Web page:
Published March 14 2013
Forum editorial: Reject ND anti-voter resolutionLawmakers should say “no” to an attempt by their leaders to make it far more difficult for North Dakotans to refer laws and initiate measures via the ballot. A House resolution by Majority Leader Al Carlson, R-Fargo, would put the question on the next general election ballot. The resolution passed the House. The Senate should reject it.
The hurdles favored by Carlson and
like-minded legislators suggest they realize they are doing things this session that very likely will be referred. If they can make it more difficult – nearly impossible, some analysts have concluded – to refer some of the work of the 2013 session, lawmakers will have further distanced themselves from the sentiments of the people they are supposed to represent.
• Should it pass, the deeply flawed so-called personhood bill begs for referral.
• If the Legislature reduces the state’s relatively modest oil tax, a referral is all but guaranteed.
• Given the about-face of a major farm organization on a broadly supported animal welfare bill, the legislation might fail. If it does, the Legislature will be fairly characterized as having broken a pledge to change the law, and an initiated measure to toughen penalties is certain.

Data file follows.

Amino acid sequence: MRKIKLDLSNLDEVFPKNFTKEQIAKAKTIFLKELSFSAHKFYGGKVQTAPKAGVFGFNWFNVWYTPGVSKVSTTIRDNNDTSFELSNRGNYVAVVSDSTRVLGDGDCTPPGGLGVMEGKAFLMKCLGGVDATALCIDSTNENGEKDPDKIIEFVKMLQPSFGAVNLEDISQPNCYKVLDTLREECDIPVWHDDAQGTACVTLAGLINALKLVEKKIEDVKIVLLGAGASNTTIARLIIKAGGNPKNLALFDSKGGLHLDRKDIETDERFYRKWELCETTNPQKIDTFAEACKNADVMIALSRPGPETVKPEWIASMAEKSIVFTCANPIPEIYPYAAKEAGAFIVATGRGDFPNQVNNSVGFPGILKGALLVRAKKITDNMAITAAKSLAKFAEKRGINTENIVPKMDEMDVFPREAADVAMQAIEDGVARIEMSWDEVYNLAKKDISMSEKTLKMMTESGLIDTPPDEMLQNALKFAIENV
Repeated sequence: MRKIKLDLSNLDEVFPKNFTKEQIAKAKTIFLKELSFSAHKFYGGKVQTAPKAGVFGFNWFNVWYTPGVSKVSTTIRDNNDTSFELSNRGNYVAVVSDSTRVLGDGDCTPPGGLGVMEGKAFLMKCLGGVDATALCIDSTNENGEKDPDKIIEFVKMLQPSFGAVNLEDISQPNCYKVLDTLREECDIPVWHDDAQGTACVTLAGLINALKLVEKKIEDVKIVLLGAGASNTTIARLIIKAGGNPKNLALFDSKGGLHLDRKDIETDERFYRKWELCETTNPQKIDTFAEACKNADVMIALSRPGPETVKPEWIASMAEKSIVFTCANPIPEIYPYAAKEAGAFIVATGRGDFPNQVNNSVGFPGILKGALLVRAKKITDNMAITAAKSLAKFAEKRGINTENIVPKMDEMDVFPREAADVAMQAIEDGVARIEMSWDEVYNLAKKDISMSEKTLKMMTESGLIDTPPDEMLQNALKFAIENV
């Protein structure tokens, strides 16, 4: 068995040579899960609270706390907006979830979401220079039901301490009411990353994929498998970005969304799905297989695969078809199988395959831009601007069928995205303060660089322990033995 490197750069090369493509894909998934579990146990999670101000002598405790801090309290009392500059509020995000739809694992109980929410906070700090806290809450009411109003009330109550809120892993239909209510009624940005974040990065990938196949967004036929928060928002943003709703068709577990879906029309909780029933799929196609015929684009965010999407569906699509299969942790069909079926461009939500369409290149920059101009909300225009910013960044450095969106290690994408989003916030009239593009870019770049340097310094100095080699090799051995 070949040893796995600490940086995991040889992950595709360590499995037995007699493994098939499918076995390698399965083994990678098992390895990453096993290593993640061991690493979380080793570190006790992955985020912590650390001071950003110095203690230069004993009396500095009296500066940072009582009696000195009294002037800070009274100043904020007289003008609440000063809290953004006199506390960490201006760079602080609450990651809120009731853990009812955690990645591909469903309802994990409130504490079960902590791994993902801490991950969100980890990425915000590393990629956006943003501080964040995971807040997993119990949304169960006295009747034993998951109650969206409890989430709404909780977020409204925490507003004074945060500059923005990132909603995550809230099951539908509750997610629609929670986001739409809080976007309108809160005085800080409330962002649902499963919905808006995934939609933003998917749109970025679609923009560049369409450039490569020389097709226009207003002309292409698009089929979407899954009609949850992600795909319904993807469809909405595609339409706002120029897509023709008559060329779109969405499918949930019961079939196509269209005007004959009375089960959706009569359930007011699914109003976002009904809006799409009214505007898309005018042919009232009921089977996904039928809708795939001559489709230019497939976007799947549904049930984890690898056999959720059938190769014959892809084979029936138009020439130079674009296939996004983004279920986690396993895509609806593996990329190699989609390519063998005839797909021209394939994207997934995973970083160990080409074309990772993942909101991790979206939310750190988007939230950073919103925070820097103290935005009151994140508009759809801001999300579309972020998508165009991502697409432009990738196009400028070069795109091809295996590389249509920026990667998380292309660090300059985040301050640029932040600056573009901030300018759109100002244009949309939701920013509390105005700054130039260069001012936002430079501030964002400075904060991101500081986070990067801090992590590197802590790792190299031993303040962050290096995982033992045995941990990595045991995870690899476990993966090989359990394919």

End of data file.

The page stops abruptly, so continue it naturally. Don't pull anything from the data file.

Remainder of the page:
• If the anti-property tax crowd is unsatisfied with the Legislature’s tax relief (almost a guarantee; they won’t be satisfied until there is no property tax), expect another measure to eliminate the tax.
• And since the Legislature routinely refuses to adopt meaningful, long-term conservation investments and environmental protections, an initiated measure to do so probably is being contemplated already.
The Carlson proposal would increase the number of signatures needed for a petition, and require at least 3 percent of signatures to come from at least half the state’s counties. That’s a nearly impossible standard, and Carlson knows it, which suggests he wants to hamstring the people’s long-standing right to use the ballot to challenge the Legislature.
The tradition of referral and initiative is jealously cherished by North Dakotans. They have not abused the privilege. Recent votes on measures confirm the voters’ wisdom prevails most of the time. Lawmakers should leave it alone. The system has worked well for generations. If they actually listened to what North Dakotans are saying and acted accordingly, lawmakers might not feel the need to chip away at a process that is designed to call them to account.
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Forum editorials represent the opinion of Forum management and the newspaper’s Editorial Board.